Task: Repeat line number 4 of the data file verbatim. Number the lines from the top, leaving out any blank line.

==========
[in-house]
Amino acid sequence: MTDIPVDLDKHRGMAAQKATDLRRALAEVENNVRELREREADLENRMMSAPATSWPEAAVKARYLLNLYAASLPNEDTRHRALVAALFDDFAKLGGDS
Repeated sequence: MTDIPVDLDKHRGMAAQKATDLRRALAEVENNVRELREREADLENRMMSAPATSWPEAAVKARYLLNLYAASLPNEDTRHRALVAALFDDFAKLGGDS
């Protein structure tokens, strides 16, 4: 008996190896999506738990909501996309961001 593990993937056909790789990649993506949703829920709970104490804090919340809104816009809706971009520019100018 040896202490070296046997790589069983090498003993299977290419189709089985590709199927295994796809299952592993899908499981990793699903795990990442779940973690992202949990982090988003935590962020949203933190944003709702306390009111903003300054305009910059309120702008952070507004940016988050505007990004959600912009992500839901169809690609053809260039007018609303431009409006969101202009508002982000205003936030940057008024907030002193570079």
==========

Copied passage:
């Protein structure tokens, strides 16, 4: 008996190896999506738990909501996309961001 593990993937056909790789990649993506949703829920709970104490804090919340809104816009809706971009520019100018 040896202490070296046997790589069983090498003993299977290419189709089985590709199927295994796809299952592993899908499981990793699903795990990442779940973690992202949990982090988003935590962020949203933190944003709702306390009111903003300054305009910059309120702008952070507004940016988050505007990004959600912009992500839901169809690609053809260039007018609303431009409006969101202009508002982000205003936030940057008024907030002193570079």